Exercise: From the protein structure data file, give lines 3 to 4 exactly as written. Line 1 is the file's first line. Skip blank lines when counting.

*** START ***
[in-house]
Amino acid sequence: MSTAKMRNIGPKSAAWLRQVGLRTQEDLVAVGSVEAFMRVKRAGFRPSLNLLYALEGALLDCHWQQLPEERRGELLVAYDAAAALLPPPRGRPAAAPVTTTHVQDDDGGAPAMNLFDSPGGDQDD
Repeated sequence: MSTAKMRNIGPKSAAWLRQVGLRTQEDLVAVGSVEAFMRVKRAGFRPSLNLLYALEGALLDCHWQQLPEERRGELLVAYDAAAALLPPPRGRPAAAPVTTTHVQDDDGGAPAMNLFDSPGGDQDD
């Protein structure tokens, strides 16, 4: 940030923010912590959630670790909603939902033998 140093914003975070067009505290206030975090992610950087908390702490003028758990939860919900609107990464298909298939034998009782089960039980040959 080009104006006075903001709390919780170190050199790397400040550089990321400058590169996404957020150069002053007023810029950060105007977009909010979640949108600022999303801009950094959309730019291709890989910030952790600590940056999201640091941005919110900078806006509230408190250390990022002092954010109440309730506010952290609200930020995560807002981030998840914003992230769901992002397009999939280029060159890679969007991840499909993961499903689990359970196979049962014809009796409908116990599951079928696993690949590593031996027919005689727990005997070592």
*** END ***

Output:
Repeated sequence: MSTAKMRNIGPKSAAWLRQVGLRTQEDLVAVGSVEAFMRVKRAGFRPSLNLLYALEGALLDCHWQQLPEERRGELLVAYDAAAALLPPPRGRPAAAPVTTTHVQDDDGGAPAMNLFDSPGGDQDD
């Protein structure tokens, strides 16, 4: 940030923010912590959630670790909603939902033998 140093914003975070067009505290206030975090992610950087908390702490003028758990939860919900609107990464298909298939034998009782089960039980040959 080009104006006075903001709390919780170190050199790397400040550089990321400058590169996404957020150069002053007023810029950060105007977009909010979640949108600022999303801009950094959309730019291709890989910030952790600590940056999201640091941005919110900078806006509230408190250390990022002092954010109440309730506010952290609200930020995560807002981030998840914003992230769901992002397009999939280029060159890679969007991840499909993961499903689990359970196979049962014809009796409908116990599951079928696993690949590593031996027919005689727990005997070592």